What happens when your long-term relationship ends and you co-own a house.
What happens when your long-term relationship ends and you co-own a house
If you’re planning to own a house or already owning one with your long-term partner, here’s what you need to know when your relationship didn’t go as planned.
Nora, who asked Global News to change her name for privacy reasons, and her boyfriend have been dating for three years before they decided to buy a house together in a suburb in Ontario.
On a quest for their new home, she took advantage of the government’s first-time homebuyers' tax credit. A piece of financial advice that was given to her to put the home in her name sounds ideal at that time since she was already earning money while her partner was still in school.
Aside from their mortgage being in Nora’s name, the couple had another personal loan, too. The two broke up after only living a year in their new home. Unfortunately, There was no formal agreement made before, regarding who will be responsible for paying what.
Unsure of her rights and with a huge amount of money on the line, Nora ended up getting a lawyer.
“She, unfortunately, advised me that he could get up and walk away if he really wanted to, and I would have to take him to court to try and get the money that he owed,” Nora said.
Luckily, With the help of her lawyer, Nora and her ex-boyfriend decided to sell their house and that he would be obliged and responsible to pay his half on their outstanding debt.
Nora admitted that she got fortunate but incredibly stressed out as she had no idea the sort of risk she got into.
Importance of A Cohabitation Agreement
With the rise of the number of Canadians in common-law relationships, the number of cohabitation also rose according to data. Meaning Nora’s experience is not that unusual.
On the report of Statistics Canada, more than one-fifth of all couples — 21per cent — were living common law in 2016, wherein it was only 6 percent in 1981.
The government agency also added that many adults now opt to live common law before marriage. The latest available data found that 39 percent of married 25- to 64-year-olds lived common law with their current spouse before getting married.
According to Diana Isaac, a family lawyer at Toronto’s Shulman Law Firm, common-law partners don’t have the same rights married couples do, and many don’t understand the risks of buying a home together.
In Ontario where Isaac practices, unlike in marriage, common-law couples do not have any automatic rights to property. In this case, a cohabitation agreement is really important as not everyone will be as lucky as Nora.
A cohabitation agreement is a contract that outlines how a couple will be responsible for assets like property and spousal support if they split or one of them dies in the time being. It’s basically a written legal protection for both parties and clearly outlines who owns what.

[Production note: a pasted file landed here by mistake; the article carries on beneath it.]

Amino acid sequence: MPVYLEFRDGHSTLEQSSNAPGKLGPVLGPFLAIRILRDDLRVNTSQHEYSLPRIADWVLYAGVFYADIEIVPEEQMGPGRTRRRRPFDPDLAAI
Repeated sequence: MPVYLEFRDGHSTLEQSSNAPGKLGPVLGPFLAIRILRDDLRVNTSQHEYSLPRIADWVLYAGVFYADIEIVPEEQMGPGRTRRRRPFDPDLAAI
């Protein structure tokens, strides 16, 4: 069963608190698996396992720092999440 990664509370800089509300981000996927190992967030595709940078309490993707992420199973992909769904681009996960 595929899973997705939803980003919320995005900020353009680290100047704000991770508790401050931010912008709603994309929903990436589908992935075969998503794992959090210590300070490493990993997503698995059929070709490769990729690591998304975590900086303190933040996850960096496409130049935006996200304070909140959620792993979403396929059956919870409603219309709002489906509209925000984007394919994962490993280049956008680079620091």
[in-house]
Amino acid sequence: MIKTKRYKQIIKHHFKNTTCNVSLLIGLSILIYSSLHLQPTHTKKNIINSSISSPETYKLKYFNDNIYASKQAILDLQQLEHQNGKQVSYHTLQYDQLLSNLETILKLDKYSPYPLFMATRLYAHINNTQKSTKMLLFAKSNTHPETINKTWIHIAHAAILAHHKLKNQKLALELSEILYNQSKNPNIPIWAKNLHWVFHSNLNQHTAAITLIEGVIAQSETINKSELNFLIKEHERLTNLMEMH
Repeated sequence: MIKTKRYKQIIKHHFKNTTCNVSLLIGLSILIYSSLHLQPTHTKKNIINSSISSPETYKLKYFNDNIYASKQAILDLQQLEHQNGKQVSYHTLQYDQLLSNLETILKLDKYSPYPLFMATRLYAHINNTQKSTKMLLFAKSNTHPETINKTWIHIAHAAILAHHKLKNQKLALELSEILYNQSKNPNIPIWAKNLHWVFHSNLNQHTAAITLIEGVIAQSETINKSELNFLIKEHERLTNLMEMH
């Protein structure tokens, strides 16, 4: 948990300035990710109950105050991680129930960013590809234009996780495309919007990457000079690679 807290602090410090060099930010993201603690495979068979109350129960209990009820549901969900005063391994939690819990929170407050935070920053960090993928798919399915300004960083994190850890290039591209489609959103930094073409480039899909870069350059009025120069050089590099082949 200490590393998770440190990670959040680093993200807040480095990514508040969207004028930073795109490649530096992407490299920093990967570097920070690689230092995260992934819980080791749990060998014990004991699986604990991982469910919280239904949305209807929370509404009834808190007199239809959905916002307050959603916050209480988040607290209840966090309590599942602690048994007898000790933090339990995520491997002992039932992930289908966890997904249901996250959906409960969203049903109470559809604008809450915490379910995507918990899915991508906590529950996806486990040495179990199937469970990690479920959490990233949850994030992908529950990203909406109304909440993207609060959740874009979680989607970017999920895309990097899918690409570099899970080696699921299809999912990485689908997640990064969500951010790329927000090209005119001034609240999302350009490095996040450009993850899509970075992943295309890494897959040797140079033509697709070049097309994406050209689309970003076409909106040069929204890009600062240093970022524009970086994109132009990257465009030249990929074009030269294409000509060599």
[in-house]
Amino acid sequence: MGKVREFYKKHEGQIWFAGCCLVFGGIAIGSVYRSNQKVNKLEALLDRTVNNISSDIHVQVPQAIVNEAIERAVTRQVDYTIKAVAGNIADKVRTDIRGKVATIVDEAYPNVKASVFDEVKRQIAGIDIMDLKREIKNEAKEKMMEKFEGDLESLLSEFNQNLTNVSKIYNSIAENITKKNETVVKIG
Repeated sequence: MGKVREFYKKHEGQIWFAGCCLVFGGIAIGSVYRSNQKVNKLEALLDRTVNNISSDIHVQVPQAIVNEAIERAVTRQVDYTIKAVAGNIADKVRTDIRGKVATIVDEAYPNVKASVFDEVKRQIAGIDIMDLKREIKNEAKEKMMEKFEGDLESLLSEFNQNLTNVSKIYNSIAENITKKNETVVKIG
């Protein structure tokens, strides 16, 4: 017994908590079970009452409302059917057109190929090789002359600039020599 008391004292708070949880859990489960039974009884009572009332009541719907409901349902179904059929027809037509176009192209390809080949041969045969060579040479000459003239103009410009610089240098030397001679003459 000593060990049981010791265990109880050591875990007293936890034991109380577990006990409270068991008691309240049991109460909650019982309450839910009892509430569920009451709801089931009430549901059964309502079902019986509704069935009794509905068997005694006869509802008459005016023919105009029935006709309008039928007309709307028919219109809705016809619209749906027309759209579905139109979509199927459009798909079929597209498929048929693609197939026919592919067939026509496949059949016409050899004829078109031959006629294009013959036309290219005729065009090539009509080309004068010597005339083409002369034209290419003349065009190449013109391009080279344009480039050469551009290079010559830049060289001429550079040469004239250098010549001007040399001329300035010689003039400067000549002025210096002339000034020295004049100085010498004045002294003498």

In most cases, these agreements are crucial if the property is legally only under one name but both parties invested in it. Cohabitation agreements are also applicable a couple just decided to move in together and started putting into the household. So if a couple splits, each person has legal claims on what’s technically theirs.
“The individual that is not on [the] title would have to prove their contributions by way of a trust claim in order to have an equitable interest, which becomes very complicated and very costly,” explained Isaac.
In cases like Nora’s, if she and her boyfriend didn’t come to a post-split agreement, she would have been on the hook for the house, Isaac said.
Laws vary across Canada for common-law spouses
Common law legislation differs from province to province. In Ontario, couples will only be considered common law if they’ve lived together for three years or more but could be sooner if they have a child together.
In B.C., If a couple shared a home in a marriage-like relationship for at least two years, or they’ve lived together under two years but have a child together, they are considered as common law
In 2013 The Supreme Court of Canada ruled that Quebec does not have to give common-law spouses (“de facto spouses”) the same rights as those who are married. However, the government says they can still obtain a degree of protection in the form of a cohabitation contract.
Unlike the previously mentioned provinces, in Manitoba, all laws in the province governing property rights of married couples are applicable to common-law couples who are in a conjugal relationship for at least three years. In addition, the Vital Statistics Agency enables Common-law partners to register their relationship.
It is necessary that couples are fully aware of the laws in their province so they can make informed decisions. Isaac suggests couples to consult a lawyer if they need help for drafting cohabitation agreements before actually moving in together.
Nora wishes she knew about Ontario’s laws earlier. She wants unmarried couples to know the importance of having themselves protected if they’re planning to own a home with their partner.
Resource: Global News
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